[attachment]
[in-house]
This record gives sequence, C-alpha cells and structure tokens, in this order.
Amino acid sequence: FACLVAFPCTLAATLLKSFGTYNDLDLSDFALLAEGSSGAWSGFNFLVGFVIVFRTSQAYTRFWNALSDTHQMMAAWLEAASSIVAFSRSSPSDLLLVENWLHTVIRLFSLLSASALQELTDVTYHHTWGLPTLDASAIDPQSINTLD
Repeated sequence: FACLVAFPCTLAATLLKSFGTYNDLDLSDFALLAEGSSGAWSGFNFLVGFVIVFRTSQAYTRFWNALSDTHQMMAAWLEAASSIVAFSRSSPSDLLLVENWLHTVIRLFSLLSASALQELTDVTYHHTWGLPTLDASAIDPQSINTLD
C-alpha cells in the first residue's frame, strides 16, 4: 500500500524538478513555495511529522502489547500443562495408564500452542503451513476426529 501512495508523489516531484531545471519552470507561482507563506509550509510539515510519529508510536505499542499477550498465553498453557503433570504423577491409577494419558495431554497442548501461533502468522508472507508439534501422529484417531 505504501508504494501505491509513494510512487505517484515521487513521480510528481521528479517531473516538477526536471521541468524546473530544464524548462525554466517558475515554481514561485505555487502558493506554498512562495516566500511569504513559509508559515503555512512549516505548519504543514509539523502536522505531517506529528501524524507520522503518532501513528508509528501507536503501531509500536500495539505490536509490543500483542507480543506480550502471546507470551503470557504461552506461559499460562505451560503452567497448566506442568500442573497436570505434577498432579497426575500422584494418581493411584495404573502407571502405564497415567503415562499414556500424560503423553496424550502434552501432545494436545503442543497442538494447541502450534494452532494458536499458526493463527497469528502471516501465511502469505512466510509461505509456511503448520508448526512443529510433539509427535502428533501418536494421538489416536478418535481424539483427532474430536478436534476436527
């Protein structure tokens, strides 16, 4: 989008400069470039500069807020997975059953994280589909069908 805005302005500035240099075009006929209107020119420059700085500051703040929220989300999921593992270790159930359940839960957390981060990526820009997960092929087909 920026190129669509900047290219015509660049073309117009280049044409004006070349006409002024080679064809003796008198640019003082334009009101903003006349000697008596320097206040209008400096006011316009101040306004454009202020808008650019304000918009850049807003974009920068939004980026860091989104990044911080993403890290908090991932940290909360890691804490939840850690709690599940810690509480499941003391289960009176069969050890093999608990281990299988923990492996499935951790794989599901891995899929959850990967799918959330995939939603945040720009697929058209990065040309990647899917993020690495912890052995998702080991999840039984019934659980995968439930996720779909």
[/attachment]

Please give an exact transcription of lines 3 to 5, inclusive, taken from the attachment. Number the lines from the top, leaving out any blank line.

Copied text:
Amino acid sequence: FACLVAFPCTLAATLLKSFGTYNDLDLSDFALLAEGSSGAWSGFNFLVGFVIVFRTSQAYTRFWNALSDTHQMMAAWLEAASSIVAFSRSSPSDLLLVENWLHTVIRLFSLLSASALQELTDVTYHHTWGLPTLDASAIDPQSINTLD
Repeated sequence: FACLVAFPCTLAATLLKSFGTYNDLDLSDFALLAEGSSGAWSGFNFLVGFVIVFRTSQAYTRFWNALSDTHQMMAAWLEAASSIVAFSRSSPSDLLLVENWLHTVIRLFSLLSASALQELTDVTYHHTWGLPTLDASAIDPQSINTLD
C-alpha cells in the first residue's frame, strides 16, 4: 500500500524538478513555495511529522502489547500443562495408564500452542503451513476426529 501512495508523489516531484531545471519552470507561482507563506509550509510539515510519529508510536505499542499477550498465553498453557503433570504423577491409577494419558495431554497442548501461533502468522508472507508439534501422529484417531 505504501508504494501505491509513494510512487505517484515521487513521480510528481521528479517531473516538477526536471521541468524546473530544464524548462525554466517558475515554481514561485505555487502558493506554498512562495516566500511569504513559509508559515503555512512549516505548519504543514509539523502536522505531517506529528501524524507520522503518532501513528508509528501507536503501531509500536500495539505490536509490543500483542507480543506480550502471546507470551503470557504461552506461559499460562505451560503452567497448566506442568500442573497436570505434577498432579497426575500422584494418581493411584495404573502407571502405564497415567503415562499414556500424560503423553496424550502434552501432545494436545503442543497442538494447541502450534494452532494458536499458526493463527497469528502471516501465511502469505512466510509461505509456511503448520508448526512443529510433539509427535502428533501418536494421538489416536478418535481424539483427532474430536478436534476436527